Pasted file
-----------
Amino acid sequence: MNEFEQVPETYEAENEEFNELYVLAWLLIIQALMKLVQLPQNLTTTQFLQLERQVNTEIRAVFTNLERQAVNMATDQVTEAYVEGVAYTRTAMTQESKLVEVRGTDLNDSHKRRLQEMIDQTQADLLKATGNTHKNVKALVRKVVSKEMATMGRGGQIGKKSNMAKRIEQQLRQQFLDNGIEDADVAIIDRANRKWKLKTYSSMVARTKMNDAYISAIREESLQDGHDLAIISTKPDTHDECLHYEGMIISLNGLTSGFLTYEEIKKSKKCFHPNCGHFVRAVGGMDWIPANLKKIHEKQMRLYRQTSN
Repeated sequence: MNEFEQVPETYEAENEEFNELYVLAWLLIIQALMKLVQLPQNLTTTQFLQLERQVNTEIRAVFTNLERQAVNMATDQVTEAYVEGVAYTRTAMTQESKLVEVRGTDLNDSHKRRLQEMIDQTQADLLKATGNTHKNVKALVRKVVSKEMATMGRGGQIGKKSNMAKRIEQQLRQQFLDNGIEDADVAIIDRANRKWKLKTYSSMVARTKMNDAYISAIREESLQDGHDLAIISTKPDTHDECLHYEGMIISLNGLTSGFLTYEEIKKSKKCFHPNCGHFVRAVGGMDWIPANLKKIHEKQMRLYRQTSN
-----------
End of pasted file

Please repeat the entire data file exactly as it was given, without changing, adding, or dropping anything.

Amino acid sequence: MNEFEQVPETYEAENEEFNELYVLAWLLIIQALMKLVQLPQNLTTTQFLQLERQVNTEIRAVFTNLERQAVNMATDQVTEAYVEGVAYTRTAMTQESKLVEVRGTDLNDSHKRRLQEMIDQTQADLLKATGNTHKNVKALVRKVVSKEMATMGRGGQIGKKSNMAKRIEQQLRQQFLDNGIEDADVAIIDRANRKWKLKTYSSMVARTKMNDAYISAIREESLQDGHDLAIISTKPDTHDECLHYEGMIISLNGLTSGFLTYEEIKKSKKCFHPNCGHFVRAVGGMDWIPANLKKIHEKQMRLYRQTSN
Repeated sequence: MNEFEQVPETYEAENEEFNELYVLAWLLIIQALMKLVQLPQNLTTTQFLQLERQVNTEIRAVFTNLERQAVNMATDQVTEAYVEGVAYTRTAMTQESKLVEVRGTDLNDSHKRRLQEMIDQTQADLLKATGNTHKNVKALVRKVVSKEMATMGRGGQIGKKSNMAKRIEQQLRQQFLDNGIEDADVAIIDRANRKWKLKTYSSMVARTKMNDAYISAIREESLQDGHDLAIISTKPDTHDECLHYEGMIISLNGLTSGFLTYEEIKKSKKCFHPNCGHFVRAVGGMDWIPANLKKIHEKQMRLYRQTSN